The American Dream...home ownership...How about a Tiny House? Homes smaller than most apartments are gaining a lot of attention for affordable living.
Tiny houses will be on display at The Maricopa County Home and Garden Show starting Friday morning.
Christian Parsons and Alexis Stephens have been traveling around the country for the past two years in their 130-square-foot home. Parsons built most of it from recycled parts.
It has a full kitchen with a sink. A mini-fridge and a four-burner stove that is 20 inches wide. Adjacent to the kitchen is the bathroom, complete with a shower and toilet. The living room is just big enough to hold a couch, leaving enough room to access the front door. The ceilings are high making room for two lofts for sleeping.
"I've always loved cozy spaces," Stephens said. "I found I was feeling very overwhelmed by my stuff and not being able to keep up with a bigger house. So, I started researching tiny houses and it really resonated with me."
Tiny houses have grown in popularity in recent years. They have all the amenities of a standard home, just in less space.
"These aren't shanty shacks. These aren't mobile homes. These aren't RVs," Stephens said. "These are quality-built homes that are beautifully crafted and they are an expression of who you are."
Stephens and Parsons are making a documentary about tiny houses called "Tiny House Expedition." They say you can purchase a manufactured tiny house for far less than buying a standard home.
"I think the financial freedom is one of the primary factors for most people to go small. [It's about] The cost of a car," said Stephens.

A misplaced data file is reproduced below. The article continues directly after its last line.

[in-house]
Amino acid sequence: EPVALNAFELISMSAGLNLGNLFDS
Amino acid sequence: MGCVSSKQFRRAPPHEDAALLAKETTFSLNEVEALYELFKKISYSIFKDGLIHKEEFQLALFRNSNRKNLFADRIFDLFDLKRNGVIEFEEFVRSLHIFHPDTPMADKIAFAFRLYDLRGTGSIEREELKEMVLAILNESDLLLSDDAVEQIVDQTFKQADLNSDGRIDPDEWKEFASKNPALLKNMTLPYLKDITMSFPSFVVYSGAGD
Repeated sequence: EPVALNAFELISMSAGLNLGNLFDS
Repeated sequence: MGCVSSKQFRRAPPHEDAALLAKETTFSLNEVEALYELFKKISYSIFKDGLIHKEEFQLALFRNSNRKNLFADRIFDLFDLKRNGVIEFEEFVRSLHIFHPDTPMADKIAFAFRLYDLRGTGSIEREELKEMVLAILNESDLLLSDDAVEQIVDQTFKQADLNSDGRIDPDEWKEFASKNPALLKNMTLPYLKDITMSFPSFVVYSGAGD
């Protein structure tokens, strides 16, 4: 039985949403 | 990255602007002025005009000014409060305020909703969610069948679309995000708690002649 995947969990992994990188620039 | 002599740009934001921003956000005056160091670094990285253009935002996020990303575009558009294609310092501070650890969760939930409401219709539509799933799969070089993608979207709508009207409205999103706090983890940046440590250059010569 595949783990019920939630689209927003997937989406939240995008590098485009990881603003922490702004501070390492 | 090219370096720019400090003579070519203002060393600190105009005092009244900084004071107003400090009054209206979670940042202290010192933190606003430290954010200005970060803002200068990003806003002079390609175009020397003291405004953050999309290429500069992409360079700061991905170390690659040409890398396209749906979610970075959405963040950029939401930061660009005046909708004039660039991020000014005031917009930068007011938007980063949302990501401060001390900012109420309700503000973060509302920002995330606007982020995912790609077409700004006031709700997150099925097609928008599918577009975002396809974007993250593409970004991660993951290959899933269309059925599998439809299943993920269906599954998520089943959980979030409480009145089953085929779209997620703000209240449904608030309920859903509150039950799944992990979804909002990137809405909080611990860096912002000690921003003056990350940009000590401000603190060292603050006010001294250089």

For many homebuyers it could mean no mortgage. Ron Blair's company, Global Green Concept Designs, based in Washington, manufactures tiny houses. He says the homes can have a big impact on an owner's lifestyle.
"I think they're a little more stress-free because they don't have the big mortgages. They don't have the big maintenance involved with handling a full-size home," Blair said.
Blair's company also designs kits for the ‘do-it-yourselfers' to put together their own home.
"This is like Legos and Lincoln Logs," Blair said. "Snap together like a Lego; Intersect in the corner like a Lincoln Log."
Modern Container Concepts in Phoenix is converting old shipping containers into tiny houses.
"Foam-insulated it and built the interior to look and give you a cozy feel of a studio apartment," said Adrian Garneata with Modern Container Concepts. "We have electricity. We have plumbing. We have a full bathroom. A kitchen with a quartzite countertop and a refrigerator. Everything you would find in your typical home. We have in our tiny house."
They're also using that concept to convert 40-foot shipping containers into disaster relief homes that can house five to six people.
Stephens says tiny houses are also reducing the carbon footprint by using less energy.
"You're looking at folks who are using a fraction of what the standard American house is using," said Stephens.
The tiny houses will be on display at the Maricopa County Home and Garden Show Friday-Saturday 10 a.m. to 6 p.m. and Sunday 10 a.m. to 5 p.m.
For more information you can visit maricopacountyhomeshows.com